8.On November 9, 2016, the appellant filed a notice of objection with the respondent objecting to the entire assessment of Kshs 330,858,696/=. The respondent reviewed the objection and adjusted the tax demand to Kshs 820,406,196/ = which was confirmed vide the respondent's letter dated January 9, 2017 being the Objection Decision. Aggrieved by the Objection decision, the appellant appealed to the TAT citing the following grounds: -
9.The appellant in the 1st appeal prayed that the TAT allows its appeal; that it allows its Objection and set aside/annuls the Objection Decision. It also prayed for the costs of the appeal and a prayer that the TAT to make such other orders it may deem appropriate.
10.In its response, the respondent prayed that its Objection decision be upheld on the following grounds that: -
11.The respondent urged the TAT to find that respondent's objection decision of January 9, 2017meets the provisions of section51 of the Tax Procedures Act (the TPA); that the respondent's decision to charge tax amounting to Kshs 820,406,196/= inclusive of interest under Section 38 of the TPA is valid; and that the appeal be dismissed with costs.
The TAT’s Verdict
12.The TAT identified three issues, namely; (a) Whether the respondent's Objection Decision was made within the time prescribed by section 51(11) of the TPA,; (b)When was the transfer of Banking Net Assets from EBL to FBKL completed? (c)Whether the appellant's reorganization transaction attracted capita/ gains tax.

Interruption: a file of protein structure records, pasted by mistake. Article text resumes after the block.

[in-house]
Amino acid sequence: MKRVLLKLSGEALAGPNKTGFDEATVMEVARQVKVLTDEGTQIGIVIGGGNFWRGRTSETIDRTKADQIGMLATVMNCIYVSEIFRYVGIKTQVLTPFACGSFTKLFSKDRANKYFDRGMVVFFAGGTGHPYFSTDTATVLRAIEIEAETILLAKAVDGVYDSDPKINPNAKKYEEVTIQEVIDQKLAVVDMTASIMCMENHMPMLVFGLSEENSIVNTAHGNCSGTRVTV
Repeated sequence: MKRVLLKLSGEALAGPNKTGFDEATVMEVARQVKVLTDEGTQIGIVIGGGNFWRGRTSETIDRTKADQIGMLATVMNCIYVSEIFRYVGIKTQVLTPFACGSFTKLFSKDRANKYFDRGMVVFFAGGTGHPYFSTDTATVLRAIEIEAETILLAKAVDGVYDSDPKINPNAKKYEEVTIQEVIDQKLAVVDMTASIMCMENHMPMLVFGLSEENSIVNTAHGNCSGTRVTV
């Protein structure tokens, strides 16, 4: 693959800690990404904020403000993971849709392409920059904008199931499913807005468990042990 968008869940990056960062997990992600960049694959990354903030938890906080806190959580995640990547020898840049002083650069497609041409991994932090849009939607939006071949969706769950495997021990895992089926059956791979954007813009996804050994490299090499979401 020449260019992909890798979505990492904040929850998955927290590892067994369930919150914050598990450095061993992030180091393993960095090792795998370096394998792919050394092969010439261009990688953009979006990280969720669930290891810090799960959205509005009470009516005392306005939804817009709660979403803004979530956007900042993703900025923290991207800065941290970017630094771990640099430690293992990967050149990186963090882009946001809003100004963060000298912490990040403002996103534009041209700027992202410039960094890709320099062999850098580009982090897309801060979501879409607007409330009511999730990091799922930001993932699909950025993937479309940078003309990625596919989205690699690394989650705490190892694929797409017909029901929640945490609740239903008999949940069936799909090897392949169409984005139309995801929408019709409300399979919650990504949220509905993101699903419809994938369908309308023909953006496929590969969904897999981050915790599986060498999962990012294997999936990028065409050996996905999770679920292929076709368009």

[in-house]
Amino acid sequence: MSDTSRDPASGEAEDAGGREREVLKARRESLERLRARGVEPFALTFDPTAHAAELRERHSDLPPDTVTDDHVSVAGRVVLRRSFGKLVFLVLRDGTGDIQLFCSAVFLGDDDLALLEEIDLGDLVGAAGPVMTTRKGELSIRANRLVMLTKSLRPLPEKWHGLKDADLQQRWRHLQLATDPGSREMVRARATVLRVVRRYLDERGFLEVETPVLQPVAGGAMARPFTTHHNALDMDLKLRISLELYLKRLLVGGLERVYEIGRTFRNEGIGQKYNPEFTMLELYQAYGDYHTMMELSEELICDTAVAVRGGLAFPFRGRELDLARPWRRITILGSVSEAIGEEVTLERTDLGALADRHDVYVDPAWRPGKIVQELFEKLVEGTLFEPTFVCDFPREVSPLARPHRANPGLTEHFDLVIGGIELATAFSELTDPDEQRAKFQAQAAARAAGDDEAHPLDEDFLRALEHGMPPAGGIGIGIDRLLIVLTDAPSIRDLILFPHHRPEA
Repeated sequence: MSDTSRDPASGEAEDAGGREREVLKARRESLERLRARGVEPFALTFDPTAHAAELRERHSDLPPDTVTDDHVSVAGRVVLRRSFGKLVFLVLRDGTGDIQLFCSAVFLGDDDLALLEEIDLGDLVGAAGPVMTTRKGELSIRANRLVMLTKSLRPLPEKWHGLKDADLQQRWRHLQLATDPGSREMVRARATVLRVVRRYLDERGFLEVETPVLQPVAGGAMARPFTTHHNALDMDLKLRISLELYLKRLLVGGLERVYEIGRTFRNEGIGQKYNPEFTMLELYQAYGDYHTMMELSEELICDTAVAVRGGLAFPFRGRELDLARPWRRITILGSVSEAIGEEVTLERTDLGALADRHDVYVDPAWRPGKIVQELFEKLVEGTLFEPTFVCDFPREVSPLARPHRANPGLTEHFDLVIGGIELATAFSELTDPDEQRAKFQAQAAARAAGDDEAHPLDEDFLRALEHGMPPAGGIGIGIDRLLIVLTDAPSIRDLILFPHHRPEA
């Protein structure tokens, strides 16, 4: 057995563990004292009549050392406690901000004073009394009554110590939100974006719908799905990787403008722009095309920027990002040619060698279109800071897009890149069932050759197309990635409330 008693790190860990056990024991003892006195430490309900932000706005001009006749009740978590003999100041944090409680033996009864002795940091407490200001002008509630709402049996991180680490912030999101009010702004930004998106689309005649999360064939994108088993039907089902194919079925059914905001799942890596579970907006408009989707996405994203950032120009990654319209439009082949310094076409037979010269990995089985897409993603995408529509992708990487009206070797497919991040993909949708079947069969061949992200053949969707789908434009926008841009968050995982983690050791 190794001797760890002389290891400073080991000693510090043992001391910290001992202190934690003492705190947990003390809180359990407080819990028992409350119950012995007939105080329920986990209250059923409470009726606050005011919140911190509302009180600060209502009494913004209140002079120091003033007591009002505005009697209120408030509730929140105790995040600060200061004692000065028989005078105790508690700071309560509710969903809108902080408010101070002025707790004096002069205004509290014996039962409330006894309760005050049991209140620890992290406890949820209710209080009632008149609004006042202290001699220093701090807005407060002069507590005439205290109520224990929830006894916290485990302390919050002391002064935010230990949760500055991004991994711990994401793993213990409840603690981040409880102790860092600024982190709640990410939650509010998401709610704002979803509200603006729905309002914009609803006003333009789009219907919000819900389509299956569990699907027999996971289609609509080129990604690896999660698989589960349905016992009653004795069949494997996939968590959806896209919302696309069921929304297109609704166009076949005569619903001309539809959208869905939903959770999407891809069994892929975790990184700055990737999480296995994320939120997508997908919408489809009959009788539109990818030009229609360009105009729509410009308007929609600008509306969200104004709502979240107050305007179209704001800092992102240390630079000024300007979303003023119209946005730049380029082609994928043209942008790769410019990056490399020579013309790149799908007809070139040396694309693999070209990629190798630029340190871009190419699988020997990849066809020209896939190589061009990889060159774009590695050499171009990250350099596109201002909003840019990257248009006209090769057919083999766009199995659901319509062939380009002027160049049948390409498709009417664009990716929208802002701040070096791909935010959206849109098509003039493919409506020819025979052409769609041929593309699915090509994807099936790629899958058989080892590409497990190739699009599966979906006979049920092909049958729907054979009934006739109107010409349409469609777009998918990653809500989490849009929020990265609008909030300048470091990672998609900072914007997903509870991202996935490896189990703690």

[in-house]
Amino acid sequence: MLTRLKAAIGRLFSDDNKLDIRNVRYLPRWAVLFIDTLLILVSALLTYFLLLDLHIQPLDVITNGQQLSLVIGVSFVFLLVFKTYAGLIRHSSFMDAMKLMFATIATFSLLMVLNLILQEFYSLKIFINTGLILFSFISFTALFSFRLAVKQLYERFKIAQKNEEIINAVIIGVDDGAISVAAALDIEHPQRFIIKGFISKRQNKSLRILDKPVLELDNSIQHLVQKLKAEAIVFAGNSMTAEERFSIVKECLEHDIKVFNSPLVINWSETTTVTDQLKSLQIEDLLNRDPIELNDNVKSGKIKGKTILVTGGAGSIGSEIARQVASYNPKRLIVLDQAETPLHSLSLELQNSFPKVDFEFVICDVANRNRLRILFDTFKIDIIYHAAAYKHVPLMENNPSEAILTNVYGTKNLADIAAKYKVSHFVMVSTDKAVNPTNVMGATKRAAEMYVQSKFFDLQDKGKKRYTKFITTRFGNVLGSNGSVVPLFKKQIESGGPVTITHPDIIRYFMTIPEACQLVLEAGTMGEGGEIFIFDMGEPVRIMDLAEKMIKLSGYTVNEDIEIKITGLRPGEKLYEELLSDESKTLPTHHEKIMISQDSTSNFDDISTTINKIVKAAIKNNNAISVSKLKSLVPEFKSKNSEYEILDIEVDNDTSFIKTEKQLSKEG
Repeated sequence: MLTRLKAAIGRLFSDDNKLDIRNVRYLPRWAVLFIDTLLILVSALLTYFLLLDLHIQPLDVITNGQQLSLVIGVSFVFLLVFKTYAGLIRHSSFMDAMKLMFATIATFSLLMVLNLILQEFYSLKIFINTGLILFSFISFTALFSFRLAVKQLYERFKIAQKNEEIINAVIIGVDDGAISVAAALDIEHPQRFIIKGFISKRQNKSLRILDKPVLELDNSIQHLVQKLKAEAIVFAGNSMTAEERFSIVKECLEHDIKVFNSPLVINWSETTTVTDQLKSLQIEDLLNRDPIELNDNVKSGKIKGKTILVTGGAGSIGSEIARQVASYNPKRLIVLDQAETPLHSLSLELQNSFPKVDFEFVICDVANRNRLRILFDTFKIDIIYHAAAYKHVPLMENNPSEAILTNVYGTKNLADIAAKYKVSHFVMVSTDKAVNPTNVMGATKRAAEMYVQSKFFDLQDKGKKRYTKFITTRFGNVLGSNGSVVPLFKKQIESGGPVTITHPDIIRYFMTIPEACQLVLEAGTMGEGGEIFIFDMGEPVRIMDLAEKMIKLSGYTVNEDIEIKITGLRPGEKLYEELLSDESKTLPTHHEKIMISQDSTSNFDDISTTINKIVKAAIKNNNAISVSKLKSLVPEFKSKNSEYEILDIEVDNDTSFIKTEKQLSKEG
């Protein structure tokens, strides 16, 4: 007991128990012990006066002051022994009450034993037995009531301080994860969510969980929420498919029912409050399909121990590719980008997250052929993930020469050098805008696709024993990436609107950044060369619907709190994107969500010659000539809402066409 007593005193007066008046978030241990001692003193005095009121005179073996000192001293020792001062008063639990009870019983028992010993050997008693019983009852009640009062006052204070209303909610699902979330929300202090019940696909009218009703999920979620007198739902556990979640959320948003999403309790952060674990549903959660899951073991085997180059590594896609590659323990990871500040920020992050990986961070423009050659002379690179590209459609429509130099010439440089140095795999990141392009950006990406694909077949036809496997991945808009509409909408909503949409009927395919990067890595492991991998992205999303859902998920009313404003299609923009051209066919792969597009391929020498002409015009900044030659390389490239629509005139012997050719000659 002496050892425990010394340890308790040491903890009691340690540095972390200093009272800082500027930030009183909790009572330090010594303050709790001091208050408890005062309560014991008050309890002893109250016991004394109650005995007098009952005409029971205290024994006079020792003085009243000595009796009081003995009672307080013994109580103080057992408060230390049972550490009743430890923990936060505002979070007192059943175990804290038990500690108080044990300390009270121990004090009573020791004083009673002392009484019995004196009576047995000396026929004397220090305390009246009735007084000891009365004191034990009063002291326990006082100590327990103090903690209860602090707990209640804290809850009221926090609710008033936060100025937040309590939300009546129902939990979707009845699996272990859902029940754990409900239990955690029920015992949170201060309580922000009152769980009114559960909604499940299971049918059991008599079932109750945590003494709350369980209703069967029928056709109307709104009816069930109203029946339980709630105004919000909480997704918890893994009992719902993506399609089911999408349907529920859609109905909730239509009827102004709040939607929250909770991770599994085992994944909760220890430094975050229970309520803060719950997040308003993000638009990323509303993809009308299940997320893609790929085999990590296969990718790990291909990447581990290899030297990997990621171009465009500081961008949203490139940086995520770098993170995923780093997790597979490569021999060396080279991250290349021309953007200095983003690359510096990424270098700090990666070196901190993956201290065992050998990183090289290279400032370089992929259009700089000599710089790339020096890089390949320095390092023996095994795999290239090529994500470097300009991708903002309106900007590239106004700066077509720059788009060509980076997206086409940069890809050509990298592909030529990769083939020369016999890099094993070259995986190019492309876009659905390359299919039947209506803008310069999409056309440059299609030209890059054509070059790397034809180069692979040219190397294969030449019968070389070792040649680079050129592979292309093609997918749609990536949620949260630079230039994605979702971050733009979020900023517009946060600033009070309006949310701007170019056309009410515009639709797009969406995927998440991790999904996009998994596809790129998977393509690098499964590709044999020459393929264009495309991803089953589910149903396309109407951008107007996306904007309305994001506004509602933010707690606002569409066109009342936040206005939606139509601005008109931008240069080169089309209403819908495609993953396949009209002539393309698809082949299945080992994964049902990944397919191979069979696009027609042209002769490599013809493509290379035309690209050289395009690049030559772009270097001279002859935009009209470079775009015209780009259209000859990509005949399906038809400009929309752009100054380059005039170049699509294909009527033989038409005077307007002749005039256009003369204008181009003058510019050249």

13.In resolving the 1st issue, the TAT noted that the Objection decision was received by the appellant three (3) days after the statutory period. It noted that the 60th day was 8th January, 2017 which fell on a Sunday, so, the respondent's Objection decision should have been issued and delivered latest Friday January 6, 2017. Further, the TAT held that “though the wording in sections 51 (11) and 77 of the TPA are framed in mandatory terms, the Tribunal invoked the provisions of article 159 of the Constitution in order not to shut out the respondent on this technical ground and admits the Objection decision. The TAT concluded that the delay was not inordinate nor had the appellant suffered prejudice. It also found that the short delay was not a serious affront of the appellant's right to fair administrative action protected by article 47 of the Constitution. (Citing Utalii Transport Company Limited 3 others v National Industrial Credit Bank Limited another).
14.Regarding the 2nd issue, the TAT concluded: -
15.Regarding the third issue, the TAT held that “It is therefore not possible that in this transaction, where no 3rd party is involved, that an increase in Liabilities of EBKL would at the same time result in a gain in Net Worth of EBKL, this change would be reflected in shareholders' wealth, in this case the Share Premium account.”
16.Consequently, the TAT allowed the appeal and set aside the Respondent’s Capital Gains Tax Assessment amounting to Kshs. 820,406,196 inclusive of penalties and interests. It awarded the appellant the costs of the appeal to the appellant
17.The appellant seeks to disturb the above decision on the following grounds: -
18.As a consequence of the foregoing, the appellant prays that the appeal be allowed and the decision of the TAT admitting the Respondent's objection decision dated January 9, 2017be set aside; and, that the costs of this appeal be provided for.
19.The Commissioner of Domestic Taxes, the respondent in the 1st appeal is the appellant in the 2nd appeal. It seeks to overturn the decision citing the following grounds: -